A meeting convened for sugarcane farmers to validate a report of a task force formed by the government to look into the sector’s woes on Saturday almost aborted after farmers vehemently rejected an attempt to introduce regional zoning.
It took the firm intervention of Kakamega Governor Wycliffe Oparanya to pacify charged farmers who were shouting and chanting “no zoning,” as the meeting turned chaotic, almost degenerating into a fist-fight.
All this unfolded in the presence of the Agriculture Cabinet Secretary Mwangi Kiunjuri, who appointed the 16-member team in November 9, 2018 tasking it with the ambitious goal of solving the sector’s problems permanently.
The meeting was also attended by Nandi Governor Stephen Sang, Migori Governor Okoth Obado, Wycliffe Wangamati (Bungoma) and Kisumu Deputy Governor.
Several other political leaders were also present, among them Bungoma Senator Moses Wetangula, Seme MP James Nyikal, Tinderet MP Julius Meli, Kanduyi’s Wafula Wamunyinyi, Nominated MP Godfrey Osotsi and nominated Senator Getrude Inimah.
Mr Oparanya assured the protesting farmers that the task force would relook into the zoning issue.
"Going by the mood in the room, the task force will sit down and relook the matter and make a final ruling on the same," said the Council of Governors chairman who is also the co-task force head alongside Mr Kiunjuri.
This means that the team will have until the end of Sunday to consolidate the draft sugar report before submitting to President Uhuru Kenyatta. The team's term ends on Sunday.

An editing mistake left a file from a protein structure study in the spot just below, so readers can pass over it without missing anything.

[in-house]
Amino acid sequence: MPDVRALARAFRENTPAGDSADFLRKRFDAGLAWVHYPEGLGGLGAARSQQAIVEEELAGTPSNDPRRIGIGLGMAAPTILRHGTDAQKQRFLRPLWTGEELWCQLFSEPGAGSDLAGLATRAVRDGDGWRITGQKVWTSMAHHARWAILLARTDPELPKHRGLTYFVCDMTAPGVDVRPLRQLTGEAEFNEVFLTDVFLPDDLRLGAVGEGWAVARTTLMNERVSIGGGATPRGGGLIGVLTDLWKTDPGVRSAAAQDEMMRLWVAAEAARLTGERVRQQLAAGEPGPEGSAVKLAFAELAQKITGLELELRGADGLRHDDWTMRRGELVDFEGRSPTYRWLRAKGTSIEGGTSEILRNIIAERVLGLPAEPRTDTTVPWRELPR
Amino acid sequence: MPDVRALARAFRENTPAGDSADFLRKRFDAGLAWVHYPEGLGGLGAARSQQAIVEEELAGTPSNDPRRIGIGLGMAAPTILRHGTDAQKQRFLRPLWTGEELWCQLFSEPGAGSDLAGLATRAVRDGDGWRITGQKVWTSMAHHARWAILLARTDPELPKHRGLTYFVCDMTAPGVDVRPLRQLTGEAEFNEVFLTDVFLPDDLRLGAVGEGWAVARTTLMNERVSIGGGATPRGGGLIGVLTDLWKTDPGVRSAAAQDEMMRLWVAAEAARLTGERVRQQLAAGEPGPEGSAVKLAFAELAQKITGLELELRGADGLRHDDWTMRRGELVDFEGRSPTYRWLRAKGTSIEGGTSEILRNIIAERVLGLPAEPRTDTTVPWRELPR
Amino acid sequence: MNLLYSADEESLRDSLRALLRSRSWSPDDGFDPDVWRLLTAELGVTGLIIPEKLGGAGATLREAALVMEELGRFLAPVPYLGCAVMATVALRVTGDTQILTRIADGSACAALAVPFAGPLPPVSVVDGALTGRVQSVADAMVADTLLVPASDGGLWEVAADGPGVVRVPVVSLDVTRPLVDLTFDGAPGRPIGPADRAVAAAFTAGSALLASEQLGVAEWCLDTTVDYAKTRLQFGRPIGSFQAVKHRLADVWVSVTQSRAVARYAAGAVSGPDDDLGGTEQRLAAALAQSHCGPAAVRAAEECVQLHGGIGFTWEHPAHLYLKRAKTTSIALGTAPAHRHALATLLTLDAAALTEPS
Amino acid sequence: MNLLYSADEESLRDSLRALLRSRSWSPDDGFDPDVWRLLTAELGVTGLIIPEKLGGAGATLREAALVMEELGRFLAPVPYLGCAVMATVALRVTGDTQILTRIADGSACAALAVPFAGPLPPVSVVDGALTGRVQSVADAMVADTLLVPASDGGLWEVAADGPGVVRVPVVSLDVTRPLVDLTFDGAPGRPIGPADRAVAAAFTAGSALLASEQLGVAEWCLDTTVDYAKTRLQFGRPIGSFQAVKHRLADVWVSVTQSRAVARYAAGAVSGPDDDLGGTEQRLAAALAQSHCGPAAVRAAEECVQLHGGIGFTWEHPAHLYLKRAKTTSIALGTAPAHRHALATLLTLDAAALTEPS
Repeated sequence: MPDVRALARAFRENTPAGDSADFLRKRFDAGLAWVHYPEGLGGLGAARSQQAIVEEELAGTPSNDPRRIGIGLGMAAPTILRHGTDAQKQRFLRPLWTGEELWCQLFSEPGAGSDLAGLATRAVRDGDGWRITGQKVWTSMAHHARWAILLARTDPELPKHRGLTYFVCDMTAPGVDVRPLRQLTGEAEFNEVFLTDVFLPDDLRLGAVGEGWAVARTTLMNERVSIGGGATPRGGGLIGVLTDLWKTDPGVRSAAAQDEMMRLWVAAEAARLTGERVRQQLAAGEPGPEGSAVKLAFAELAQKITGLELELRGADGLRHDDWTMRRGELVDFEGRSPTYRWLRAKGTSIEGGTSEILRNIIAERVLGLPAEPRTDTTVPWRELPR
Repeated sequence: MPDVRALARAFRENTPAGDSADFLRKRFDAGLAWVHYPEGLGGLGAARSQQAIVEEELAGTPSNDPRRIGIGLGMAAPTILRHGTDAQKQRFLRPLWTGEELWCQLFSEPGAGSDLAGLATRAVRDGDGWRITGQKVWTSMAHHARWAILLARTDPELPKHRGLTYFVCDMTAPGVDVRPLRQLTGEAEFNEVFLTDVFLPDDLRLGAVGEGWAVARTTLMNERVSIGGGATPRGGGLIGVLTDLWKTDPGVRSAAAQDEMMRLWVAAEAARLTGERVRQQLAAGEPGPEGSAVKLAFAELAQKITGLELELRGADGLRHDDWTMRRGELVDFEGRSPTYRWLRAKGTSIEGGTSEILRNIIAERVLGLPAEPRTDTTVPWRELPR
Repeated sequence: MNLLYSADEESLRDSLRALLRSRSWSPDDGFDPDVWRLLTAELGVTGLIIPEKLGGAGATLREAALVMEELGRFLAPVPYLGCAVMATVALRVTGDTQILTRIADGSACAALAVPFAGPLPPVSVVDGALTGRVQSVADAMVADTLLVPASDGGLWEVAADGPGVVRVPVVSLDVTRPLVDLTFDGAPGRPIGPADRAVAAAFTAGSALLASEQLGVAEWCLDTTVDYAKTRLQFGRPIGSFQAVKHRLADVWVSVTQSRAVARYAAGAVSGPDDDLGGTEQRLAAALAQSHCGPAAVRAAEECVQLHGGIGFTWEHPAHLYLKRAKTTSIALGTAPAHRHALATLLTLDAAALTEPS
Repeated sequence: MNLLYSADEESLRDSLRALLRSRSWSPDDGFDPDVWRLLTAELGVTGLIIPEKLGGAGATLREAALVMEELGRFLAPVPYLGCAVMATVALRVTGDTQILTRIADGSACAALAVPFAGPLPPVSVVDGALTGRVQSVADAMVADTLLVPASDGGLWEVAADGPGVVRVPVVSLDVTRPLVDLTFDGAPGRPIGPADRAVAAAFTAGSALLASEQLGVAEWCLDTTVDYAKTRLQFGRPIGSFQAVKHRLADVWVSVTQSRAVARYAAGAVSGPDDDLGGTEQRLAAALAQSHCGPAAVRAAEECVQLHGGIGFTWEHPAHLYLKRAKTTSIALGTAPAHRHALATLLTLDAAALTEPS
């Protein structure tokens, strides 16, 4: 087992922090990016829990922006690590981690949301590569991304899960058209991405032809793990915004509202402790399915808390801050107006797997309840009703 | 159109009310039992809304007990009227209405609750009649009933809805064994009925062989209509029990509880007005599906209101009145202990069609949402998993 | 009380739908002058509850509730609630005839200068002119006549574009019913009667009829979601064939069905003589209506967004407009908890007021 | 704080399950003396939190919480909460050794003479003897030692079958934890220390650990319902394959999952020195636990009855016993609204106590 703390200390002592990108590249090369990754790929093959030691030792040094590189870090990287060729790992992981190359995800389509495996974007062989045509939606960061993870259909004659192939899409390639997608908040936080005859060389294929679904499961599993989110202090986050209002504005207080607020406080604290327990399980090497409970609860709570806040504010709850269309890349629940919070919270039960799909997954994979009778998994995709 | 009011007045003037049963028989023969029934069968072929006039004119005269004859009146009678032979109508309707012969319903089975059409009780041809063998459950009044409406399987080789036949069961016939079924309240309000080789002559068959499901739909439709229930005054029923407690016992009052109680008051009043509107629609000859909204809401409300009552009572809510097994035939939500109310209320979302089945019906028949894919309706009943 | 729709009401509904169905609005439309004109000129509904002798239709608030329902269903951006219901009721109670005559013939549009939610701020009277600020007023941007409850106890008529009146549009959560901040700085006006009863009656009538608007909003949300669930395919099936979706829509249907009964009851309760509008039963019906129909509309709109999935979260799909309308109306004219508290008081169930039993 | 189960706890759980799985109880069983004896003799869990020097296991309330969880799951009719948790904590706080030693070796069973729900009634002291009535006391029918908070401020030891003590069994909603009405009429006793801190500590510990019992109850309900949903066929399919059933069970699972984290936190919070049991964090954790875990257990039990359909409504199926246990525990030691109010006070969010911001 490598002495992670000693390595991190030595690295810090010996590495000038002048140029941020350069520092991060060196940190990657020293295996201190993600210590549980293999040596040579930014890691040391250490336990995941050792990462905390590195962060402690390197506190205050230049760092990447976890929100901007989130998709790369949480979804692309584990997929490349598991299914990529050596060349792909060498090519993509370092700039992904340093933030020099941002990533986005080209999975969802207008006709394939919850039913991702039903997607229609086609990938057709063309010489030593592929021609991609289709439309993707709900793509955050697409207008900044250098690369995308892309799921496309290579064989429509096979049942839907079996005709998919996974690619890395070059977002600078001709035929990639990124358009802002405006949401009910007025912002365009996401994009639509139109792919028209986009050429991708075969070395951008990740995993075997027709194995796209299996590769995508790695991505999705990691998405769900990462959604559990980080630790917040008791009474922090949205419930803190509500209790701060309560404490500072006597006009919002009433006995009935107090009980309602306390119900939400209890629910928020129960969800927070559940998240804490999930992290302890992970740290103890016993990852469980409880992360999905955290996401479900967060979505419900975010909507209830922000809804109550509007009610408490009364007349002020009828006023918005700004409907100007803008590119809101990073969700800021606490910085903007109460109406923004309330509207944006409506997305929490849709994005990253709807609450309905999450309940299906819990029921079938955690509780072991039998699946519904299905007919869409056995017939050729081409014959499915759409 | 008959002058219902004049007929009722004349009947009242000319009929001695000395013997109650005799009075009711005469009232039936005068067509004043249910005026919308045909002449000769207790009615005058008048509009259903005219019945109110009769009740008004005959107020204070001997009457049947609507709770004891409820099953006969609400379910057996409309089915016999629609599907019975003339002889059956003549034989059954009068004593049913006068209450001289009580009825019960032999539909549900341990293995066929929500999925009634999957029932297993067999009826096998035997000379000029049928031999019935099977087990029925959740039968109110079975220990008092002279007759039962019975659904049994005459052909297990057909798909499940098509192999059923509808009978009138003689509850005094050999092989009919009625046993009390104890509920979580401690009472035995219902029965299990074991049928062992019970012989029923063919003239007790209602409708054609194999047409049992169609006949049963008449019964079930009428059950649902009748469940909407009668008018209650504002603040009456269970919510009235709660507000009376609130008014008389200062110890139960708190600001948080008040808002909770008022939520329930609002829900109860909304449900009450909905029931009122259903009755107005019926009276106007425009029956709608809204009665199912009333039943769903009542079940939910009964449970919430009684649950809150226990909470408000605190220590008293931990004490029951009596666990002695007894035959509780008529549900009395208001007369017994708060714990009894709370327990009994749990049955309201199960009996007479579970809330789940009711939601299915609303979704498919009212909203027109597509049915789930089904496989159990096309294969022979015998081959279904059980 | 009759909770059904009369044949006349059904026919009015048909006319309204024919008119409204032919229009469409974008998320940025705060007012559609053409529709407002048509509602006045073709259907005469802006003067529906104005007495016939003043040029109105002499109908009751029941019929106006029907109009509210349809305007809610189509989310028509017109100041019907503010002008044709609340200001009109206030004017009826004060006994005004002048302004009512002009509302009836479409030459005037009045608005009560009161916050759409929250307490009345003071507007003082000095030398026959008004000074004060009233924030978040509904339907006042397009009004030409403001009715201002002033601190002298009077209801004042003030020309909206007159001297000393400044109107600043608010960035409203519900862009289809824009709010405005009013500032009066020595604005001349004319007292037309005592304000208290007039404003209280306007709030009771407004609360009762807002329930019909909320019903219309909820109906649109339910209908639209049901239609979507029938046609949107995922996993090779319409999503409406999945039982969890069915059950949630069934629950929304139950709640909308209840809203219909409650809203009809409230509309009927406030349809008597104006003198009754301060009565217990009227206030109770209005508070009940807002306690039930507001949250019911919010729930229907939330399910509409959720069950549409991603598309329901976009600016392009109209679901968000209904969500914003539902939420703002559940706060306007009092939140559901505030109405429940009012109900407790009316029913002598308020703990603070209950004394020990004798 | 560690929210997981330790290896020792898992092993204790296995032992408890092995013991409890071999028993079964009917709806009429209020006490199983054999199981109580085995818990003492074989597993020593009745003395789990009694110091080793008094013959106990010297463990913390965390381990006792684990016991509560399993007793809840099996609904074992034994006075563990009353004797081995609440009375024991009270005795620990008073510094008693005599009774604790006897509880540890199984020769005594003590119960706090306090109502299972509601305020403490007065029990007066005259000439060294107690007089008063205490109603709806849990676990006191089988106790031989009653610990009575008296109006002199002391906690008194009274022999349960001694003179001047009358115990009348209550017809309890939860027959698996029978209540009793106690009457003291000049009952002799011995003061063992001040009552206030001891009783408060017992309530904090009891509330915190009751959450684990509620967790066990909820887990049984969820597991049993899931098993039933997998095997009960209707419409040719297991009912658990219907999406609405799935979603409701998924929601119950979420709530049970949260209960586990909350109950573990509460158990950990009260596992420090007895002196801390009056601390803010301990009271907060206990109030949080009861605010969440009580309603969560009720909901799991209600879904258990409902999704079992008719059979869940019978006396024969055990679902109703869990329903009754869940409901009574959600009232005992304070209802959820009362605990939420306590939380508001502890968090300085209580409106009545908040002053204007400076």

The validation meeting which was held at the Grand Royal Swiss Hotel in Kisumu had been called by the taskforce to take farmers and stakeholders through their findings and recommendations.
Other highlights of the report include privatisation arrangements and control of importation which threatens to bring down the industry.
Farmers agreed to most of the findings and proposals. They validated the government plan to privatise public mills as one of the measures aimed at reviving ailing sector.
The zoning, however, remains a thorny issue.
Trouble started when a farmer from Busia, Ms Monicah Mung’ala, rose up to question the proposed establishment of regional catchment areas, during the plenary session.
Farmers are convinced it was an attempt to introduce regional zoning, which they have strongly opposed.
They termed the move to divide sugarcane growing regions into five main blocks as a breach of the Competition Act that prohibits restrictive trade practices.
The proposed regional catchment areas for sugar cane farmers are Coast, Central, Upper Western, Lower Western and the South Nyanza.
But farmers have questioned the criteria and intention for the regions. They claim the proposal is driven by cartels out to benefit from the regional structures.
Interim chairman of the umbrella Kenya National Sugarcane Alliance of Sugarcane Farmers Organisations Saulo Busolo said the issue of zoning will either break or make the sugar cane industry.
“If people want to zone, they can plant their own cane. Otherwise, we won’t accept to be enslaved,” he said.